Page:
The Midwest's Economy's Mixed Messages

The Midwest economy is stuck seemingly somewhere between declining short-term struggles and positive long-term trends. The result is an economic environment that is much like preparing for a NASA space launch that has been scrapped for several days in a row because of bad weather.

A recent report from the Creighton University Mid-America Business Conditions Index, a monthly survey of the business conditions of nine Midwestern states, showed business owners are growing pessimistic about economic conditions. Business owners surveyed in July are becoming concerned about the continuing strong dollar and its potential impact on export markets. This is of special concern to manufacturers who are looking to sell their increasingly more expensive products to overseas markets while having to compete against international competitors chipping away at their market share domestically with import products that are becoming relatively less expensive.

Wholesale inflation is also becoming a concern, as raw material and supply prices are increasing at a pace that experts feel may push the Federal Reserve to bump interest rates up yet this year, increasing borrowing costs.

The short-term employment also looks weak, with those surveyed expecting employment growth to remain slightly worse than neutral. Manufacturing and agriculture sectors are the most susceptible as commodity prices have continued to remain low, discouraging farmers from investing in new equipment.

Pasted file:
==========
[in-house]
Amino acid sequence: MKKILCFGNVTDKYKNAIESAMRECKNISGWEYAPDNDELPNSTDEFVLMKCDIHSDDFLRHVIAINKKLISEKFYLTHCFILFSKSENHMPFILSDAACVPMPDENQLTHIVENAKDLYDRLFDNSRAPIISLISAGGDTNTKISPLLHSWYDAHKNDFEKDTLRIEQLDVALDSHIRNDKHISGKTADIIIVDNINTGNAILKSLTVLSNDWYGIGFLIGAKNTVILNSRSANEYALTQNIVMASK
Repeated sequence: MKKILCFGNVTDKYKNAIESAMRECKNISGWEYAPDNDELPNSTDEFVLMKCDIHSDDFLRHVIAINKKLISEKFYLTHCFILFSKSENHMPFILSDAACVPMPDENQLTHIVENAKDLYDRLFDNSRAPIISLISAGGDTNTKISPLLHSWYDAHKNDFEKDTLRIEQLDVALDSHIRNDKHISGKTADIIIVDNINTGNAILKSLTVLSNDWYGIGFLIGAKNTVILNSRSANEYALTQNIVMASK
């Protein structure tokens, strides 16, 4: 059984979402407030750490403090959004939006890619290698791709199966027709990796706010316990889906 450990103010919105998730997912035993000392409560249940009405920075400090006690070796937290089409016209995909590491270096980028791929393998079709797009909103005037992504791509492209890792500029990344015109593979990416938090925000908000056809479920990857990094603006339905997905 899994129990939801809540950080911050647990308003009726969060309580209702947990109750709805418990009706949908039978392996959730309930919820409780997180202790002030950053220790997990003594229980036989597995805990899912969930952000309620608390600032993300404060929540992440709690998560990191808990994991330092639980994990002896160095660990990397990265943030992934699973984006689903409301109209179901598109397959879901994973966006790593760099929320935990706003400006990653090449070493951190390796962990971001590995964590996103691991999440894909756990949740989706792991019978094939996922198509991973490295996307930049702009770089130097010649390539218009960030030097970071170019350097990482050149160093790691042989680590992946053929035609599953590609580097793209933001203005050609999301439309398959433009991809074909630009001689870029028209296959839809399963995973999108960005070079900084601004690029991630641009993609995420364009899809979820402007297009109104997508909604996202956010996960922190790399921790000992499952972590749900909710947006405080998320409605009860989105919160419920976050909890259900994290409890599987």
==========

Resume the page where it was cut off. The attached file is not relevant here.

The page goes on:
However, there is light at the end of the tunnel.  A recent survey of housing experts indicates that the lower cost of living in the Midwest is drawing companies to relocate or expand businesses from the coasts. In fact, Dr. Svenja Gudell, the Chief Economist from real estate marketplace company Zillow believes that if workers follow that trend it could provide a spark in the Midwestern economy.

New businesses and employers moving into the Midwest will ultimately impact many segments of the area’s economy – from housing and retail sales to infrastructure investment from local and state governments. How quickly this happens will ultimately impact how long the Midwest economy will live in its current state of confusion.